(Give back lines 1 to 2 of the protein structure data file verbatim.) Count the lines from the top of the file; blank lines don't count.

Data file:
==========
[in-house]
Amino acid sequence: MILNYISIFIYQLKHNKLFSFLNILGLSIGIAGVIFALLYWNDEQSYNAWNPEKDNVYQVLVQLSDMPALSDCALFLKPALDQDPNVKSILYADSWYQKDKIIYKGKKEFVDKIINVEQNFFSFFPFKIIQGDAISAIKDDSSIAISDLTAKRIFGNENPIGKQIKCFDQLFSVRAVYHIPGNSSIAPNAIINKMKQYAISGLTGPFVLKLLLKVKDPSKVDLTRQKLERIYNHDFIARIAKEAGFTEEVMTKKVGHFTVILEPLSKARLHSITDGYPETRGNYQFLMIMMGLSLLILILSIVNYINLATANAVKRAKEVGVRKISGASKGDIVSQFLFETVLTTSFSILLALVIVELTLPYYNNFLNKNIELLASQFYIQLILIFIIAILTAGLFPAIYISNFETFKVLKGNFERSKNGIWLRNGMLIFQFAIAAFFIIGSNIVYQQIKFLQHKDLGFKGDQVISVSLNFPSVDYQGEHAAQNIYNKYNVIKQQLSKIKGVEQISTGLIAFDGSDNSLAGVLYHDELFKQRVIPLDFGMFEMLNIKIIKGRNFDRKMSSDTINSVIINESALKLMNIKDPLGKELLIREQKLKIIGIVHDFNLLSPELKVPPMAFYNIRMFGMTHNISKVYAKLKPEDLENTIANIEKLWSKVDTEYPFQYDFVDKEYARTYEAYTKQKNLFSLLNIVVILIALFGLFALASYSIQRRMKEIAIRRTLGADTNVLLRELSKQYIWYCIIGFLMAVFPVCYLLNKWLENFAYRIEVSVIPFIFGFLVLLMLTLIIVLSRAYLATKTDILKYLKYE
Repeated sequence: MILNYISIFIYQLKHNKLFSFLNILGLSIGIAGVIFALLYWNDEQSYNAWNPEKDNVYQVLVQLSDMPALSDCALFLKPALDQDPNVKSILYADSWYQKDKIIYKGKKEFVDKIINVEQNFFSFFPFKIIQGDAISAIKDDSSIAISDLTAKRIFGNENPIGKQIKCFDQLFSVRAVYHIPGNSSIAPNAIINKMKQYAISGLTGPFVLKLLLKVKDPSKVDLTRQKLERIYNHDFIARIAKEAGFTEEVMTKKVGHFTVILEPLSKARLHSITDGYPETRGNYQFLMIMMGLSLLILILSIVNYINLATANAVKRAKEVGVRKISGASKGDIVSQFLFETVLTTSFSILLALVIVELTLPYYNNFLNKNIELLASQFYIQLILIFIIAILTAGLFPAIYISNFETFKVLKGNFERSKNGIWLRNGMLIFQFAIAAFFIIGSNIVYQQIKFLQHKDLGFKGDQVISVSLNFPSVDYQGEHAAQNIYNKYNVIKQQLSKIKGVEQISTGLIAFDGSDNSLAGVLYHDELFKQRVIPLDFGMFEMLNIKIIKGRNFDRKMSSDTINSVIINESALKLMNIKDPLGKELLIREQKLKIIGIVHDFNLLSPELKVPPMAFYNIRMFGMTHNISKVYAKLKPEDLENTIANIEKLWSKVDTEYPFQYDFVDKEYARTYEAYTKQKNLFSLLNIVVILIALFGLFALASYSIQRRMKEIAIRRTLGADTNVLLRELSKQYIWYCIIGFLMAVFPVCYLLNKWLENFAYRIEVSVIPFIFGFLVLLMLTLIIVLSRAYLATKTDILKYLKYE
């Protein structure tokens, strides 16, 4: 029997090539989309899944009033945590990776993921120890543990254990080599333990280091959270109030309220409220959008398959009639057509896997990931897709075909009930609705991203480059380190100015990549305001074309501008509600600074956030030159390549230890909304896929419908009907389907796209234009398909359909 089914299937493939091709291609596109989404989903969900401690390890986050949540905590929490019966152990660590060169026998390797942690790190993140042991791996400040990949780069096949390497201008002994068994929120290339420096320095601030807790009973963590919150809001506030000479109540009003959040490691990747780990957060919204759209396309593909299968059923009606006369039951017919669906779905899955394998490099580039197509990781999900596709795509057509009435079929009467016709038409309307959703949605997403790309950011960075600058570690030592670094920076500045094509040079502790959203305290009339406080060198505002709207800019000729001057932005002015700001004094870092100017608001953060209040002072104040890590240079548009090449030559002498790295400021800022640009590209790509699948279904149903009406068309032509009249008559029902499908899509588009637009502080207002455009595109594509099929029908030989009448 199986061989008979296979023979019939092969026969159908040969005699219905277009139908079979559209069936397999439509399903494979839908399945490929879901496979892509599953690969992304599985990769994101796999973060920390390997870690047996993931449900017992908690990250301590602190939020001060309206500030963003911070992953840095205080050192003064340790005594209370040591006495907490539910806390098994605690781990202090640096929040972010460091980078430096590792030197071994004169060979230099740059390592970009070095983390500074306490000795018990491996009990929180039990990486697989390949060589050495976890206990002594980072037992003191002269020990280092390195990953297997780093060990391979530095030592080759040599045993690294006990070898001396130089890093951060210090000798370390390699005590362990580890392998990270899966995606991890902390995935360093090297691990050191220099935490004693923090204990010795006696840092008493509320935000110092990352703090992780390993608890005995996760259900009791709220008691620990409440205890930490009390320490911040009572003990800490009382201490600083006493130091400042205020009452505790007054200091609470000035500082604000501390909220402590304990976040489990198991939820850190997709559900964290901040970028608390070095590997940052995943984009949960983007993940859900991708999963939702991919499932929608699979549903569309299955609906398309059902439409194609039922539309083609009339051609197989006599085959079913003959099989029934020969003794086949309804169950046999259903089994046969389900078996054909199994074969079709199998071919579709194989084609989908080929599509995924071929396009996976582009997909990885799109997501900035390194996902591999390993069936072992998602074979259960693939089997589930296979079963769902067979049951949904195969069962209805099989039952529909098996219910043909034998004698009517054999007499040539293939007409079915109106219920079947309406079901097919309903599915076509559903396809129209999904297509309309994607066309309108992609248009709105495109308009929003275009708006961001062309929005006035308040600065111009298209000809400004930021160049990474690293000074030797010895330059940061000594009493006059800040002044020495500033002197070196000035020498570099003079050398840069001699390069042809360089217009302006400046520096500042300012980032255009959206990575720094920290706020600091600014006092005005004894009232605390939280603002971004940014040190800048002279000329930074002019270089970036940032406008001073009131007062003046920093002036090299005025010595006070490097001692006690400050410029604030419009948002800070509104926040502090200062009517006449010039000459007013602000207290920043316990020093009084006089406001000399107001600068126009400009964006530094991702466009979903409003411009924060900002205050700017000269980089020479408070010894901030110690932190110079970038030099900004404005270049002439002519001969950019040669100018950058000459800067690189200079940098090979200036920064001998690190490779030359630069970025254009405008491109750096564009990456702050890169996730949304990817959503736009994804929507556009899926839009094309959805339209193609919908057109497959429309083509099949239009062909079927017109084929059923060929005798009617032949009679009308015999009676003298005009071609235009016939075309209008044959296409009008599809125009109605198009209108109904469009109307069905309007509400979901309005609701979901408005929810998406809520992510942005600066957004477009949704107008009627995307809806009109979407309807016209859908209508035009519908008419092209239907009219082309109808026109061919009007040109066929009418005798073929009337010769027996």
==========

[in-house]
Amino acid sequence: MILNYISIFIYQLKHNKLFSFLNILGLSIGIAGVIFALLYWNDEQSYNAWNPEKDNVYQVLVQLSDMPALSDCALFLKPALDQDPNVKSILYADSWYQKDKIIYKGKKEFVDKIINVEQNFFSFFPFKIIQGDAISAIKDDSSIAISDLTAKRIFGNENPIGKQIKCFDQLFSVRAVYHIPGNSSIAPNAIINKMKQYAISGLTGPFVLKLLLKVKDPSKVDLTRQKLERIYNHDFIARIAKEAGFTEEVMTKKVGHFTVILEPLSKARLHSITDGYPETRGNYQFLMIMMGLSLLILILSIVNYINLATANAVKRAKEVGVRKISGASKGDIVSQFLFETVLTTSFSILLALVIVELTLPYYNNFLNKNIELLASQFYIQLILIFIIAILTAGLFPAIYISNFETFKVLKGNFERSKNGIWLRNGMLIFQFAIAAFFIIGSNIVYQQIKFLQHKDLGFKGDQVISVSLNFPSVDYQGEHAAQNIYNKYNVIKQQLSKIKGVEQISTGLIAFDGSDNSLAGVLYHDELFKQRVIPLDFGMFEMLNIKIIKGRNFDRKMSSDTINSVIINESALKLMNIKDPLGKELLIREQKLKIIGIVHDFNLLSPELKVPPMAFYNIRMFGMTHNISKVYAKLKPEDLENTIANIEKLWSKVDTEYPFQYDFVDKEYARTYEAYTKQKNLFSLLNIVVILIALFGLFALASYSIQRRMKEIAIRRTLGADTNVLLRELSKQYIWYCIIGFLMAVFPVCYLLNKWLENFAYRIEVSVIPFIFGFLVLLMLTLIIVLSRAYLATKTDILKYLKYE